The increasing prevalence of extreme events in Australia was also reinforced. Of critical importance is that climate trends and extreme events have started to overlap, causing major ecosystem impacts. The report’s team found a very high level of confidence that some ecosystems, such as the Great Barrier Reef, would suffer irreversible damage.
The potential for all these disturbing developments to overwhelm us continues to rise, but Gretta is adamant that society must start to account for the true cost of activities that impact our natural world.
“We’ve not been factoring in the costs of carbon emissions and environmental damage that industries and businesses have been getting for free. Our world doesn’t work that way any longer. We have to factor in those costs.”
Climate change impacts will be numerous and cascading for fisheries. As the health of marine environments declines further, climate change impacts will not be restricted to economic loss due to changing catch or increased disease. Physical degradation of coastal communities, social disintegration, cultural loss and associated mental health issues are all clear and present dangers.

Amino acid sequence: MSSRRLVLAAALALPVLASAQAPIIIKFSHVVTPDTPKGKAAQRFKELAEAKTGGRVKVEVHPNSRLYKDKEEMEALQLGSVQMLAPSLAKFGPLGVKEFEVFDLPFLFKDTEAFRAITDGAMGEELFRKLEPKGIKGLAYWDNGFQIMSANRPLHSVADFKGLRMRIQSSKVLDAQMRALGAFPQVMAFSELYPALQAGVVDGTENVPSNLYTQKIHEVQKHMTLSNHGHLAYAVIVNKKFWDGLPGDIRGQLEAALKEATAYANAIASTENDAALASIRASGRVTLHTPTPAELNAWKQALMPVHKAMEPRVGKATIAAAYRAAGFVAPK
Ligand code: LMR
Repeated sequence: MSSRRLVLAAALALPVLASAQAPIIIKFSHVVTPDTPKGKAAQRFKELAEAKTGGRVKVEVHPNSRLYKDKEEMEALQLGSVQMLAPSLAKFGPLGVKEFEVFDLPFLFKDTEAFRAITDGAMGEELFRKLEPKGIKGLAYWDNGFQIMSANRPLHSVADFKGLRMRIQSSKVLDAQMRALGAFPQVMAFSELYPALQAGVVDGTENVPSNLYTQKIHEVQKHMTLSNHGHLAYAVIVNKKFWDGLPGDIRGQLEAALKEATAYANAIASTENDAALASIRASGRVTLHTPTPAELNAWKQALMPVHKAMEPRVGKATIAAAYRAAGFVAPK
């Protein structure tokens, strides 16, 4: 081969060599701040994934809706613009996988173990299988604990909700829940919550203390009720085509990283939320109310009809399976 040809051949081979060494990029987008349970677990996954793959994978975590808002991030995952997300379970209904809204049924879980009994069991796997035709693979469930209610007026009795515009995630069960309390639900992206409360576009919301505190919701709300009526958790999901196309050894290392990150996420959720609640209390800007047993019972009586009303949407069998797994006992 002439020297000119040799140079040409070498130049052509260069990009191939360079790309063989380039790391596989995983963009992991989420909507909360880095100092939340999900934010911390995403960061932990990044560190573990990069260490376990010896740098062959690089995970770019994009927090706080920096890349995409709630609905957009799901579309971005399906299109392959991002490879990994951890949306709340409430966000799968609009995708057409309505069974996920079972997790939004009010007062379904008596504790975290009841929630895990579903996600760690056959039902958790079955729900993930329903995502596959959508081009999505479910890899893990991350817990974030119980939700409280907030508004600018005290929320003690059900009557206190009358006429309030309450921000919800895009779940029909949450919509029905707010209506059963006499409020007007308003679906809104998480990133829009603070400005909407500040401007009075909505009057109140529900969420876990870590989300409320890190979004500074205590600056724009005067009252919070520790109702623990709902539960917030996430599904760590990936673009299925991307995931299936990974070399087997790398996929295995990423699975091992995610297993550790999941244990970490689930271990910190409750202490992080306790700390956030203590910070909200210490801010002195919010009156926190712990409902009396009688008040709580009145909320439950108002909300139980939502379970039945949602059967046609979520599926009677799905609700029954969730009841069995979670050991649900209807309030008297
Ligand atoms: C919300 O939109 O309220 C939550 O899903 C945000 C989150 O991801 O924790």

Gretta stresses that positive action will involve proactive adaptation in conjunction with expeditious mitigation. She outlines how extreme events could drain our society and economy so much that very few resources will be left to invest in adaptation.
“You’ve only got to look at the floods and fires recently to see that the events are happening so regularly that we’re getting compound events. It creates so many impacts that the potential for overwhelming the system is extremely high.”